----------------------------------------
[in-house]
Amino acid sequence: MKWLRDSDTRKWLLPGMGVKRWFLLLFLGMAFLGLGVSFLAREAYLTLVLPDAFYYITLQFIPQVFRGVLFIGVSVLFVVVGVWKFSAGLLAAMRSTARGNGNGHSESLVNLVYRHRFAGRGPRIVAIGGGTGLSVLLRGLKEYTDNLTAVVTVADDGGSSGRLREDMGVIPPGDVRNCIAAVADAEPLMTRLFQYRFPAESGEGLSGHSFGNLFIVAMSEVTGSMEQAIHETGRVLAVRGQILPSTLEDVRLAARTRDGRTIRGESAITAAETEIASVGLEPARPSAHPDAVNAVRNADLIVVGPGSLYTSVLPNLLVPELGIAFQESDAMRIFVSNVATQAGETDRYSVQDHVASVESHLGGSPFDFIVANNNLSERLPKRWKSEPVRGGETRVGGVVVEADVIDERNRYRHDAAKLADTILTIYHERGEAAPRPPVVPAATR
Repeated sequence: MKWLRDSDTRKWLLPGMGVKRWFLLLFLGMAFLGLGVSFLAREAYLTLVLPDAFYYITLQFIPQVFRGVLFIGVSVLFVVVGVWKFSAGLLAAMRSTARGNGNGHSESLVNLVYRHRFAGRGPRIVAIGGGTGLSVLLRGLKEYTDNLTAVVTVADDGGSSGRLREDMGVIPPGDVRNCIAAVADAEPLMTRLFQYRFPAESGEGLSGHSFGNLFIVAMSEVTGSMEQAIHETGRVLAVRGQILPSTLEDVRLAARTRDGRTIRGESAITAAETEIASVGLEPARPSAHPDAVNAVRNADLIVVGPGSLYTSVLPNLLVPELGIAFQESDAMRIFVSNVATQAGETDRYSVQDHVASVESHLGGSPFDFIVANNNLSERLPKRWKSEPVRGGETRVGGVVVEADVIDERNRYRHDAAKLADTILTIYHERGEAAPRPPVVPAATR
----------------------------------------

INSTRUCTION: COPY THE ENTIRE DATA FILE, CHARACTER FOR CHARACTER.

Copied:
[in-house]
Amino acid sequence: MKWLRDSDTRKWLLPGMGVKRWFLLLFLGMAFLGLGVSFLAREAYLTLVLPDAFYYITLQFIPQVFRGVLFIGVSVLFVVVGVWKFSAGLLAAMRSTARGNGNGHSESLVNLVYRHRFAGRGPRIVAIGGGTGLSVLLRGLKEYTDNLTAVVTVADDGGSSGRLREDMGVIPPGDVRNCIAAVADAEPLMTRLFQYRFPAESGEGLSGHSFGNLFIVAMSEVTGSMEQAIHETGRVLAVRGQILPSTLEDVRLAARTRDGRTIRGESAITAAETEIASVGLEPARPSAHPDAVNAVRNADLIVVGPGSLYTSVLPNLLVPELGIAFQESDAMRIFVSNVATQAGETDRYSVQDHVASVESHLGGSPFDFIVANNNLSERLPKRWKSEPVRGGETRVGGVVVEADVIDERNRYRHDAAKLADTILTIYHERGEAAPRPPVVPAATR
Repeated sequence: MKWLRDSDTRKWLLPGMGVKRWFLLLFLGMAFLGLGVSFLAREAYLTLVLPDAFYYITLQFIPQVFRGVLFIGVSVLFVVVGVWKFSAGLLAAMRSTARGNGNGHSESLVNLVYRHRFAGRGPRIVAIGGGTGLSVLLRGLKEYTDNLTAVVTVADDGGSSGRLREDMGVIPPGDVRNCIAAVADAEPLMTRLFQYRFPAESGEGLSGHSFGNLFIVAMSEVTGSMEQAIHETGRVLAVRGQILPSTLEDVRLAARTRDGRTIRGESAITAAETEIASVGLEPARPSAHPDAVNAVRNADLIVVGPGSLYTSVLPNLLVPELGIAFQESDAMRIFVSNVATQAGETDRYSVQDHVASVESHLGGSPFDFIVANNNLSERLPKRWKSEPVRGGETRVGGVVVEADVIDERNRYRHDAAKLADTILTIYHERGEAAPRPPVVPAATR